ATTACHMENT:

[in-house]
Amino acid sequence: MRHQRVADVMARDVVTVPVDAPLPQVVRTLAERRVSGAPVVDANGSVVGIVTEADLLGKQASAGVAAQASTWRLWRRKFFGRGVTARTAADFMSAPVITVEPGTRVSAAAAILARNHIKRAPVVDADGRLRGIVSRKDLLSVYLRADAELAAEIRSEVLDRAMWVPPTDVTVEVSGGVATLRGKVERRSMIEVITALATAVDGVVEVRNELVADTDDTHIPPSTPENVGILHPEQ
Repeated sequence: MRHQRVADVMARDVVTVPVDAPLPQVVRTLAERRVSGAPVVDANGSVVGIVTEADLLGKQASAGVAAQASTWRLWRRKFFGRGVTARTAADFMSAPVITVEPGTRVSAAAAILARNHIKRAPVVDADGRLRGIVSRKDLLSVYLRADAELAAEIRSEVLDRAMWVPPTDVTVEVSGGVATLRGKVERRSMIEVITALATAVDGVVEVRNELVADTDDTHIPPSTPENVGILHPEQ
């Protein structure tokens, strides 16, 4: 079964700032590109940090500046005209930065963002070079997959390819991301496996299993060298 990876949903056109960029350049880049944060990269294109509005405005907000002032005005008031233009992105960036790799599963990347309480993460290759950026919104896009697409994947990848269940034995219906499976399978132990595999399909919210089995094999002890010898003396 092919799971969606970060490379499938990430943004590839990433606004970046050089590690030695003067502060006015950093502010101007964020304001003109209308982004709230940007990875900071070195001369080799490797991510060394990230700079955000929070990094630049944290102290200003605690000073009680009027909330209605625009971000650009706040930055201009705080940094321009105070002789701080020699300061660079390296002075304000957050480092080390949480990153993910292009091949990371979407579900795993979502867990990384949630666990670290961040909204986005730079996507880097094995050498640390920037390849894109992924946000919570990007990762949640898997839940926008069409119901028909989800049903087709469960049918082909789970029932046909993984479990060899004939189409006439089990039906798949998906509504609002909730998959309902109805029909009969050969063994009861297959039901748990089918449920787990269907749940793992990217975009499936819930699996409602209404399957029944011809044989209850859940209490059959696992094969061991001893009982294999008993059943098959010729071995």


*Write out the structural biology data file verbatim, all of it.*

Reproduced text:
[in-house]
Amino acid sequence: MRHQRVADVMARDVVTVPVDAPLPQVVRTLAERRVSGAPVVDANGSVVGIVTEADLLGKQASAGVAAQASTWRLWRRKFFGRGVTARTAADFMSAPVITVEPGTRVSAAAAILARNHIKRAPVVDADGRLRGIVSRKDLLSVYLRADAELAAEIRSEVLDRAMWVPPTDVTVEVSGGVATLRGKVERRSMIEVITALATAVDGVVEVRNELVADTDDTHIPPSTPENVGILHPEQ
Repeated sequence: MRHQRVADVMARDVVTVPVDAPLPQVVRTLAERRVSGAPVVDANGSVVGIVTEADLLGKQASAGVAAQASTWRLWRRKFFGRGVTARTAADFMSAPVITVEPGTRVSAAAAILARNHIKRAPVVDADGRLRGIVSRKDLLSVYLRADAELAAEIRSEVLDRAMWVPPTDVTVEVSGGVATLRGKVERRSMIEVITALATAVDGVVEVRNELVADTDDTHIPPSTPENVGILHPEQ
């Protein structure tokens, strides 16, 4: 079964700032590109940090500046005209930065963002070079997959390819991301496996299993060298 990876949903056109960029350049880049944060990269294109509005405005907000002032005005008031233009992105960036790799599963990347309480993460290759950026919104896009697409994947990848269940034995219906499976399978132990595999399909919210089995094999002890010898003396 092919799971969606970060490379499938990430943004590839990433606004970046050089590690030695003067502060006015950093502010101007964020304001003109209308982004709230940007990875900071070195001369080799490797991510060394990230700079955000929070990094630049944290102290200003605690000073009680009027909330209605625009971000650009706040930055201009705080940094321009105070002789701080020699300061660079390296002075304000957050480092080390949480990153993910292009091949990371979407579900795993979502867990990384949630666990670290961040909204986005730079996507880097094995050498640390920037390849894109992924946000919570990007990762949640898997839940926008069409119901028909989800049903087709469960049918082909789970029932046909993984479990060899004939189409006439089990039906798949998906509504609002909730998959309902109805029909009969050969063994009861297959039901748990089918449920787990269907749940793992990217975009499936819930699996409602209404399957029944011809044989209850859940209490059959696992094969061991001893009982294999008993059943098959010729071995």